Benchmarking, quantification, precision. Now more than ever, it is imperative for the Australian construction industry to develop and adopt Australian-based embodied carbon standards.

Within the building industry, reducing embodied carbon and driving down emissions has long been touted as the next frontier. In fact, research released by the Green Building Council of Australia in August last year found embodied carbon will make up 85 per cent of Australia’s built environment emissions by 2050, compared with 16 per cent in 2019.

However, alongside the development of practical manufacturing and solutions designed to drive down embodied emissions, it is imperative that the Australian construction industry also develop and adopt Australian-based embodied carbon standards which are independent, transparent and meet international standards ISO 14025 and EN 15879.

All environmental product declarations registered with EPD Australasia are independently verified to ISO 14025, a relevant Product Category Rule (PCR), with all building and construction products the PCR is based on (EN 15804 Sustainability of Construction Works) designed to ensure the data can be included in whole-of-building life cycle assessment to the EN 15879 standard.

Currently, the Australian Institute of Quantity Surveyors is working with MECLA, NABERS and the GBCA to assist in the development of a national framework for measuring, certifying, and benchmarking emissions from construction and building materials.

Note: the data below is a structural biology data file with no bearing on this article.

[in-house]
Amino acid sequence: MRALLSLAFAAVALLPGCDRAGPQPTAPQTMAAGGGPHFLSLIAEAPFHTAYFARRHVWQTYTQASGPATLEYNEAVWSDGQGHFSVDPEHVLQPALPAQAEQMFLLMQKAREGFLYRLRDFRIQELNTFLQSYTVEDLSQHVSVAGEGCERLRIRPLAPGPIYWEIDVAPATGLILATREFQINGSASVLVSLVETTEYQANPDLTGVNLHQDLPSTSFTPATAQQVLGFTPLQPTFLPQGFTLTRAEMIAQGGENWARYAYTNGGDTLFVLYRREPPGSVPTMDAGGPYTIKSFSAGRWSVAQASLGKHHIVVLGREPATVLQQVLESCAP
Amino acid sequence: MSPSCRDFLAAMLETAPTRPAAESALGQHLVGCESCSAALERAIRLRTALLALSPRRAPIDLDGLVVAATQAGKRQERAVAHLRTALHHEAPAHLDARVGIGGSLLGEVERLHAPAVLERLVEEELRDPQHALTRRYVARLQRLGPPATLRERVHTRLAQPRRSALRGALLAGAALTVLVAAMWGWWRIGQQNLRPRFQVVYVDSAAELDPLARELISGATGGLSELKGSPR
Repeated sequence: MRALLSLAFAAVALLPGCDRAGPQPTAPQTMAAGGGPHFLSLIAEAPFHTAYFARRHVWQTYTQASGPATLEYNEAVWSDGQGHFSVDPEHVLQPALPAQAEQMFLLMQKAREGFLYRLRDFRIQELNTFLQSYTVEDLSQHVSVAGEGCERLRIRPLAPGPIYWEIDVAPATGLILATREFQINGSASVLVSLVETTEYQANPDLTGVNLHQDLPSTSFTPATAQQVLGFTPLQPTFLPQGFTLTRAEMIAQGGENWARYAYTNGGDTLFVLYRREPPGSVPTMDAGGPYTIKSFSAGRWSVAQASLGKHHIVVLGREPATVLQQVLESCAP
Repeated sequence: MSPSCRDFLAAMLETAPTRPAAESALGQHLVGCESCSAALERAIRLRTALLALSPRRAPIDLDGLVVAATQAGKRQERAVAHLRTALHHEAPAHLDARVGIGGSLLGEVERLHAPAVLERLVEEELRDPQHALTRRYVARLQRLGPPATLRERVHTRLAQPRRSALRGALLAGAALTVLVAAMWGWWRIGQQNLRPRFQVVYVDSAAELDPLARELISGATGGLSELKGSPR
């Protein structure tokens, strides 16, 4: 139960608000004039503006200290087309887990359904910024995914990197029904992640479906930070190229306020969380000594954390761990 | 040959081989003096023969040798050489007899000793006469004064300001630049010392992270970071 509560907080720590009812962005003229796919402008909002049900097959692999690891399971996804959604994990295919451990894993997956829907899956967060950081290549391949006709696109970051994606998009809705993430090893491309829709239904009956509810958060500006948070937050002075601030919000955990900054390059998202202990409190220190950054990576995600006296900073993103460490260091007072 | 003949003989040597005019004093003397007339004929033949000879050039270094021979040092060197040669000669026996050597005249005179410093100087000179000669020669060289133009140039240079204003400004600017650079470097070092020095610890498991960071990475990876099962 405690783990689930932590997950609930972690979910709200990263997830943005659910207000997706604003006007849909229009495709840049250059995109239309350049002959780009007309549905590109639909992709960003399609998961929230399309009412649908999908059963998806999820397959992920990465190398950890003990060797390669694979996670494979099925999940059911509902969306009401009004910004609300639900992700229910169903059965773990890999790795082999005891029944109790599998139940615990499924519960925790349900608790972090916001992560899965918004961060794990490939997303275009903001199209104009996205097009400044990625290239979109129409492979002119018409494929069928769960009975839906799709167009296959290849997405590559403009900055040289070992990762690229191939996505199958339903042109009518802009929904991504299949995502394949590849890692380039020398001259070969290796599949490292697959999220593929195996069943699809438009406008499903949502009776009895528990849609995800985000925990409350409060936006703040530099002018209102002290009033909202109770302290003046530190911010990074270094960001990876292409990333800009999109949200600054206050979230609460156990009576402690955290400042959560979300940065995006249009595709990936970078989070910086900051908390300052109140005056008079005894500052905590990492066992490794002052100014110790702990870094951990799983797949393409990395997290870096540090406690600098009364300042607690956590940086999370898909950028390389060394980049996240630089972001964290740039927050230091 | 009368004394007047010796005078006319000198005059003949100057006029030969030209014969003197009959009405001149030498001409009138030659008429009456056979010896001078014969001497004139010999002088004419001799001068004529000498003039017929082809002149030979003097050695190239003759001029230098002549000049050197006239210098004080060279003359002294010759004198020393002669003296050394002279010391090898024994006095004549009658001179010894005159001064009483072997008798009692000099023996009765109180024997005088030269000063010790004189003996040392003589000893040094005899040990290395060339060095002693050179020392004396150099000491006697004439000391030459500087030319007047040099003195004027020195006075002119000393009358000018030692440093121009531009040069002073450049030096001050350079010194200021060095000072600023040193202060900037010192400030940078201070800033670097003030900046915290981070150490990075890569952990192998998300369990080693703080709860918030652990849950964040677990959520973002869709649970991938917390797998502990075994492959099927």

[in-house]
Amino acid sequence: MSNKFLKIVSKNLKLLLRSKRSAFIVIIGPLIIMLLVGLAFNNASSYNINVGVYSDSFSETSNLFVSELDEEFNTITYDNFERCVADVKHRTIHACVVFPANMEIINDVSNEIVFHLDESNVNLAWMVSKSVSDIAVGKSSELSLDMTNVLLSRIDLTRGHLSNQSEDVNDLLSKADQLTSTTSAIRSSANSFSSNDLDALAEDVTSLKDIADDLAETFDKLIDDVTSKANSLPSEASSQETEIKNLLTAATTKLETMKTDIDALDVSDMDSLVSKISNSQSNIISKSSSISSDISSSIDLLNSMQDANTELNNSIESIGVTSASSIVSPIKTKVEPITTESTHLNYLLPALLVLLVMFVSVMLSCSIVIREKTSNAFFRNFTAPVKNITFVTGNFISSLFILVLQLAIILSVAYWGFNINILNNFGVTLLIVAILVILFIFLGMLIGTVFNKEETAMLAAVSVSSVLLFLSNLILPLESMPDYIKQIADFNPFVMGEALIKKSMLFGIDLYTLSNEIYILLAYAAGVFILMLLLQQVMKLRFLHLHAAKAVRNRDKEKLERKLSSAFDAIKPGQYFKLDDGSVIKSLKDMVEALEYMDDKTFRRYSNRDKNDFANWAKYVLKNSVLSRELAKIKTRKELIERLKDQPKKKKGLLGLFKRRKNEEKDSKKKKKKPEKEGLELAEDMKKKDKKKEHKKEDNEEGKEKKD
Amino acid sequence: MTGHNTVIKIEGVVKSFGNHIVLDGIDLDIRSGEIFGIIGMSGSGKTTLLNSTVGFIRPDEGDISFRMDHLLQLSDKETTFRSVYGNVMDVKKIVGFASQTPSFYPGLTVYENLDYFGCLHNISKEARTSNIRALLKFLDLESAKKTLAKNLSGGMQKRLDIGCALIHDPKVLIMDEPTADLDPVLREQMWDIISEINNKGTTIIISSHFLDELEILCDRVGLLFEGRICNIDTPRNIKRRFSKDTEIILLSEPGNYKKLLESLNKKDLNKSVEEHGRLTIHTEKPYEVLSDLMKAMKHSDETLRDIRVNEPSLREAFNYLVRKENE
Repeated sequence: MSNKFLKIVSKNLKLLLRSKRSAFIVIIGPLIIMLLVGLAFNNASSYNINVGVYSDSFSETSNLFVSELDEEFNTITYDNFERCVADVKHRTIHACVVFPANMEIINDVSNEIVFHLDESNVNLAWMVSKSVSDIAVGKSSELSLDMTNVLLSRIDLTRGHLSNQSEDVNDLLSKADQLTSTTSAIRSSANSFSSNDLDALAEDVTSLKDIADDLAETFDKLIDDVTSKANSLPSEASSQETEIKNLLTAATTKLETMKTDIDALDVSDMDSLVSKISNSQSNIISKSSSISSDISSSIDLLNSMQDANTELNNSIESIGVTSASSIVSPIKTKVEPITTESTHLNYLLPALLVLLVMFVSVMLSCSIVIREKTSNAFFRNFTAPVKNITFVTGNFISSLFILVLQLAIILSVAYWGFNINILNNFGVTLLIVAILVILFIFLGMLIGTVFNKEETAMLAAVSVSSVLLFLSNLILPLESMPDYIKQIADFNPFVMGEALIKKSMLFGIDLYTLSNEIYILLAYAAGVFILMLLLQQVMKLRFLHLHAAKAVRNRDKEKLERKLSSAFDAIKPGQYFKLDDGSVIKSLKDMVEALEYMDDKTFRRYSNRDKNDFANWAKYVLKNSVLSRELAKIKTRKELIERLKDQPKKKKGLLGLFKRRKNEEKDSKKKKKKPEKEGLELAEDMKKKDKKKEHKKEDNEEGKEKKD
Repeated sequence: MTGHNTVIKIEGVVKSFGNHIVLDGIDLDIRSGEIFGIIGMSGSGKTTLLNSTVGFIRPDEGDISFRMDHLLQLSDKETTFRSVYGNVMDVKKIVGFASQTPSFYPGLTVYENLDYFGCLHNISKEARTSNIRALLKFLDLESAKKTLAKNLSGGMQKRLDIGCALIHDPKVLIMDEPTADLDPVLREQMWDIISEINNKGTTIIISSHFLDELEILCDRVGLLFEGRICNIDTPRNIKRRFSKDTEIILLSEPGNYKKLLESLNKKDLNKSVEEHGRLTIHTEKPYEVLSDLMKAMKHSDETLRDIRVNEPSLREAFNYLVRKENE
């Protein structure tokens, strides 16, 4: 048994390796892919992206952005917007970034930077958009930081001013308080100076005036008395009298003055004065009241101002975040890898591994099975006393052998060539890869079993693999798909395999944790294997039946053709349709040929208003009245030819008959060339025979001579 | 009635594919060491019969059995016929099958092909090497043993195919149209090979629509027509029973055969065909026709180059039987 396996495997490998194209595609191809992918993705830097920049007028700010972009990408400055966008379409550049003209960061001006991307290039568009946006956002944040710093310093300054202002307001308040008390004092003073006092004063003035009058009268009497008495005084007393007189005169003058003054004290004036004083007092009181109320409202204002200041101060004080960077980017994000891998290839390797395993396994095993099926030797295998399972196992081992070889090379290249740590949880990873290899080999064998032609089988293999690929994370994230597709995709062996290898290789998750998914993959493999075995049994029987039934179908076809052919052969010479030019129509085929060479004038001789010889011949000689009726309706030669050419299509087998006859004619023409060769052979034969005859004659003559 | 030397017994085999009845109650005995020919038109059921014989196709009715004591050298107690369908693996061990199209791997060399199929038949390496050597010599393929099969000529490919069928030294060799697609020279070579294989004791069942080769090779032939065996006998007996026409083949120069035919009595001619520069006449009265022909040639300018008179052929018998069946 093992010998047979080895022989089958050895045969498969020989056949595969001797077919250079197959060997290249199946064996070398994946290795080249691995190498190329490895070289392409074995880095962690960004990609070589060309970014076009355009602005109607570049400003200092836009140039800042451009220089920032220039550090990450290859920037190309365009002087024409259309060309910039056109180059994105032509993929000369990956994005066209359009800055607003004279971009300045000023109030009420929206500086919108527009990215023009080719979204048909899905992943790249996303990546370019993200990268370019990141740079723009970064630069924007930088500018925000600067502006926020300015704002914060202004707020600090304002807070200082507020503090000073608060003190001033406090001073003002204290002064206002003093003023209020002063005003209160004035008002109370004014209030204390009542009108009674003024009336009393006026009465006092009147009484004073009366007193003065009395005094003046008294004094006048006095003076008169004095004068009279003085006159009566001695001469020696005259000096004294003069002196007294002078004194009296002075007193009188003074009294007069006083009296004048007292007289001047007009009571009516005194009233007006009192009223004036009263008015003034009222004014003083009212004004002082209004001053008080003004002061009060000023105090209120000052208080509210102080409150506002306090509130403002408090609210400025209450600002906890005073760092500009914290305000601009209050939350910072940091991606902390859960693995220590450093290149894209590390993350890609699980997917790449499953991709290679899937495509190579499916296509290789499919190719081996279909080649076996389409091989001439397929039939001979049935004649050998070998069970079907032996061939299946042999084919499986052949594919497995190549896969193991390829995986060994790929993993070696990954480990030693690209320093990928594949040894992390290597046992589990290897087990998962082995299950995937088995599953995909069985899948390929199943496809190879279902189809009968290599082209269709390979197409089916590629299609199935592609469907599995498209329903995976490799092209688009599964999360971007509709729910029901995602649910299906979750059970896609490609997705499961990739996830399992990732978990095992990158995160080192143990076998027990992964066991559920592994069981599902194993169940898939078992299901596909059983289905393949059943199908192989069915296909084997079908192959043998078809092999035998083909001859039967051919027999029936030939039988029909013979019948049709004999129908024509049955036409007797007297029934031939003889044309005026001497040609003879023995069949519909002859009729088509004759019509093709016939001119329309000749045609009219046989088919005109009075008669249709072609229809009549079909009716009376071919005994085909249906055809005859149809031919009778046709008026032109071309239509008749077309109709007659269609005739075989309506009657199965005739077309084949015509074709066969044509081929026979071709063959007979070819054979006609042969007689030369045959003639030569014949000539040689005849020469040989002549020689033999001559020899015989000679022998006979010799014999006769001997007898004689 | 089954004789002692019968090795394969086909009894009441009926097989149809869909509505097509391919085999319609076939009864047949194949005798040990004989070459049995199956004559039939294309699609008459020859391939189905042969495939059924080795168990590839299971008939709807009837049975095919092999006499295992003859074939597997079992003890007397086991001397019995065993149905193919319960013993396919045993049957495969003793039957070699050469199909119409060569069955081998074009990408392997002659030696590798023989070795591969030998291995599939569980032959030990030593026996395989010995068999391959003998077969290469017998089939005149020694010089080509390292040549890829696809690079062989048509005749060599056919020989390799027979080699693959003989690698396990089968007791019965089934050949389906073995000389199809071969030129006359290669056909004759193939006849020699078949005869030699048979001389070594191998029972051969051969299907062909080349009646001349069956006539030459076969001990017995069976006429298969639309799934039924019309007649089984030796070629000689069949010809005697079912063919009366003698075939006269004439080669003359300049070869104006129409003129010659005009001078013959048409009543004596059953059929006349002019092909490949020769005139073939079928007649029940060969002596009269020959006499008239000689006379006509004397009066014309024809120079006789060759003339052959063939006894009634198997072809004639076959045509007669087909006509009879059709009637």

As noted by Slattery, at present, there are no industry agreed frameworks in Australia and, as a result, there are inconsistencies in methodology, scope and data sources that deliver inconsistent results. Not all professionals use the same methods or data sources.

This makes comparisons and benchmarking across different businesses and projects problematic.

While other offshore markets have published total embodied carbon targets and rating systems across various building portfolios, the data does not apply to the Australian market.

This means that companies and government agencies within Australia are having to rely on internal measures to provide metrics for reporting levels of embodied carbon and reduction targets for new construction projects.

As an example, the NSW government, through its Office of Energy and Climate Change, has been working to implement a new ratings tool to measure embodied carbon during design and construction for commercial and other non-residential buildings in NSW.

Developing Australian standards is an imperative step towards reducing embodied carbon emissions in future, especially if we are to achieve net zero carbon by 2035.

However, far from being viewed as a negative, this current scenario of independent reporting should be viewed as a positive transitional arrangement necessary to facilitate the present day construction of buildings with reduced embodied carbon.

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Having a transparent benchmark which can stand up to external scrutiny is ideal, but in the absence we should proceed with the metrics at hand. We don’t need to stop the way companies are currently quantifying and benchmarking embodied carbon, we just need to get to a point where the industry can be on a level playing field and communicate to clients and other stakeholders in a common language.

Of course, once this comprehensive framework for measuring and benchmarking emissions has been developed, the next step will be in ensuring emissions are correctly quantified on each and every future project.

To deliver this, the role of the quantity surveying professional is justifiably the natural choice and one the AIQS is only too happy to support in developing.

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